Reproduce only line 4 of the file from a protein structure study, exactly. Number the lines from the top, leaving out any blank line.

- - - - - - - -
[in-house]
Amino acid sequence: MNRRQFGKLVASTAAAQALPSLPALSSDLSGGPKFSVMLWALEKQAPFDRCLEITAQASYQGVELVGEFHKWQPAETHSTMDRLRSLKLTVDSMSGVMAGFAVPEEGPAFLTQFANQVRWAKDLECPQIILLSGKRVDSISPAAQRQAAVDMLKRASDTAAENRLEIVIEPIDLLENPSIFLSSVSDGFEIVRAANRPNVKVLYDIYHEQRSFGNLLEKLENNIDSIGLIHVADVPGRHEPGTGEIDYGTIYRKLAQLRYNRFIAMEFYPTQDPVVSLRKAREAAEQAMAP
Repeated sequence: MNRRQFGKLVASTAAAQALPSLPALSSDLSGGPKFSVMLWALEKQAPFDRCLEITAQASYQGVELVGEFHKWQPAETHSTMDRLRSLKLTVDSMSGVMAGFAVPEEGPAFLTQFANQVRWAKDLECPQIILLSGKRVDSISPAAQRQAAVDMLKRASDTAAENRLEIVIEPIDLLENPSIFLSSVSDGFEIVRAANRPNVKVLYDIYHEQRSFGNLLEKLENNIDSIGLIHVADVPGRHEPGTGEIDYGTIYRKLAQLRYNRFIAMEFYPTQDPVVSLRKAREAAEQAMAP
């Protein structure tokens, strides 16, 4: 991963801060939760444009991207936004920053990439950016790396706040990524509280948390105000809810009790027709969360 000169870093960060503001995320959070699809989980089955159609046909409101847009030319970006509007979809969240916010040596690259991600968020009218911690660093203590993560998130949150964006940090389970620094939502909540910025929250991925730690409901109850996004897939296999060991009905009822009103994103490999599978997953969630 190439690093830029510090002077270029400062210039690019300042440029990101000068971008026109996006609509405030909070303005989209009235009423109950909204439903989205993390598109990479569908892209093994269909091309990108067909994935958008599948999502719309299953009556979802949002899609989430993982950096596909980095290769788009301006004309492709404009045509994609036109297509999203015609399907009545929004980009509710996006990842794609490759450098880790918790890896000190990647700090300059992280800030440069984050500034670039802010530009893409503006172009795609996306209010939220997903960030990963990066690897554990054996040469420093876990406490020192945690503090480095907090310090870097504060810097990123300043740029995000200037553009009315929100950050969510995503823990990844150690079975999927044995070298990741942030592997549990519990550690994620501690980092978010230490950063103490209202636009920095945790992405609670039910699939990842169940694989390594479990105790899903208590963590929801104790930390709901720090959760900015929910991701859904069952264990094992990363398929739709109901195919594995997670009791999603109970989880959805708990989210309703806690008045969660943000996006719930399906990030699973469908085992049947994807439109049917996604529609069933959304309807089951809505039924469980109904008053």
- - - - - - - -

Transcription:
């Protein structure tokens, strides 16, 4: 991963801060939760444009991207936004920053990439950016790396706040990524509280948390105000809810009790027709969360 000169870093960060503001995320959070699809989980089955159609046909409101847009030319970006509007979809969240916010040596690259991600968020009218911690660093203590993560998130949150964006940090389970620094939502909540910025929250991925730690409901109850996004897939296999060991009905009822009103994103490999599978997953969630 190439690093830029510090002077270029400062210039690019300042440029990101000068971008026109996006609509405030909070303005989209009235009423109950909204439903989205993390598109990479569908892209093994269909091309990108067909994935958008599948999502719309299953009556979802949002899609989430993982950096596909980095290769788009301006004309492709404009045509994609036109297509999203015609399907009545929004980009509710996006990842794609490759450098880790918790890896000190990647700090300059992280800030440069984050500034670039802010530009893409503006172009795609996306209010939220997903960030990963990066690897554990054996040469420093876990406490020192945690503090480095907090310090870097504060810097990123300043740029995000200037553009009315929100950050969510995503823990990844150690079975999927044995070298990741942030592997549990519990550690994620501690980092978010230490950063103490209202636009920095945790992405609670039910699939990842169940694989390594479990105790899903208590963590929801104790930390709901720090959760900015929910991701859904069952264990094992990363398929739709109901195919594995997670009791999603109970989880959805708990989210309703806690008045969660943000996006719930399906990030699973469908085992049947994807439109049917996604529609069933959304309807089951809505039924469980109904008053």